Wireless EV chargers seem like a technology that we won’t be seeing anytime soon. However, considering how quickly we are improving battery capacities and wire charging speeds, we are likely to see it being commercially viable in the next few years.
Volvo is making significant strides along those lines among the many companies determined to prove its viability.
Last week, on 2nd March 2022, Volvo announced that it would test a fleet of its XC40 Recharge electric SUVs using wireless chargers in Sweden for the next three years (1, 2).
The company will drive the car upwards of 12 hours per day, and it estimates each car will accumulate some 60k miles each year. Moreover, Volvo will also use this program to test the wireless chargers to evaluate how its small EVs handle commercial use.
Wireless charging isn’t just for cars that are parked. In the United States, both Indiana and Michigan are investigating the feasibility of wireless charging roads, which would allow you to charge your electric vehicle while driving along the highway (3, 4).
Both states in the Midwest will begin with dedicated test pieces of pavement. Still, if everything goes well, they plan to install the technology on actual roadways to determine durability and longevity.
While most EV owners are unlikely to “cut the cord” in the next few years, wireless charging could be the trigger for the widespread adoption of electric vehicles over the next decade.
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Driving the Change with Wireless Chargers
Smartphone users are accustomed to wireless charging. On the other hand, EVs demand a greater voltage, and the user must carefully position the vehicle over the charger.
“Installing EV wireless chargers, especially in public places, comes with several problems. It’s more difficult to upgrade a wireless charger to a newer generation than a wired charger. Autonomous charging is frequently portrayed as a convenient or even automatic charging method. Indeed, autonomous vehicles would benefit from some form of automatic charging, and wireless charging appears to be a viable solution,” said Dr. Milan Rosina, Principal Analyst for Power Electronics and Batteries at Yole Developpment (5).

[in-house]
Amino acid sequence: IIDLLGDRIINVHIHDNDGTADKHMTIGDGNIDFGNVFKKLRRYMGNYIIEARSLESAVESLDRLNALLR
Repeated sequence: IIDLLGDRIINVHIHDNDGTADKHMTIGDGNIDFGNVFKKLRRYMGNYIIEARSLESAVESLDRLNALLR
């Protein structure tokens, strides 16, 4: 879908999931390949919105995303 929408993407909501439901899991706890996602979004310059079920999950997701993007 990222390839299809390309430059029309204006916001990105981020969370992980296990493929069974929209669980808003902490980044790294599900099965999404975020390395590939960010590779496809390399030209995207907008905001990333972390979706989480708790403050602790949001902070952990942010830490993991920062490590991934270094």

“On the other hand, several firms have developed automated solutions such as battery swaps, robotic arm charging, and automatic movable charging systems. When the demand for automated solutions grows, such solutions will compete with wireless charging,” Rosina added.
Volvo aims to address these challenges with its pilot test in a live environment within Gothenburg’s Green City Zone. As discussed, taxi drivers will operate the XC40 Recharge SUV for 12 hours per day to test both chargers and small electric cars for commercial use (6, 7).
Momentum Dynamics will supply the charging stations integrated into Gothenburg’s Green City Zone, treated as a testbed of sorts for burgeoning clean-vehicle tech. These charges can offer up to 40 kilowatts, close to the 50-kW DC fast charges that most EV owners use.
The fleet of XC40s would use their surround-view camera systems to line themselves up with the chargers embedded in parking spaces to ensure proper establishment of the charging.
“The Gothenburg Green City Zone allows us to test intriguing new technologies in a real-world setting and assess them overtime in preparation for a possible future broader introduction,” said Mats Moberg, Volvo Cars’ SVP R&D (8). “Testing novel charging technologies with a select group of partners is an effective method to assess alternative charging choices for our future vehicles.”
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Wireless Chargers Early Adopters
According to analysts, commercial buses, delivery vehicles, and taxis are expected to be early wireless charging users. They also emphasized that wireless chargers will be required in the future for robotaxis that do not have drivers to plug them in.
Hyundai’s new Genesis GV60 is the first EV with standard built-in wireless charging for individuals. In addition, Hyundai has started a test wireless charging service in Seoul, which will be available to all-electric Hyundais in the future (9).
According to Hyundai, charging begins when a car equipped with a receiver pad is parked over a ground pad at a wireless EV charging station. It will take about eight hours to get a virtually full charge with the power output of 11 kW, the global wireless charging standard, compared to plugging in for 10 hours or longer at public stations or residential wall chargers, it claimed.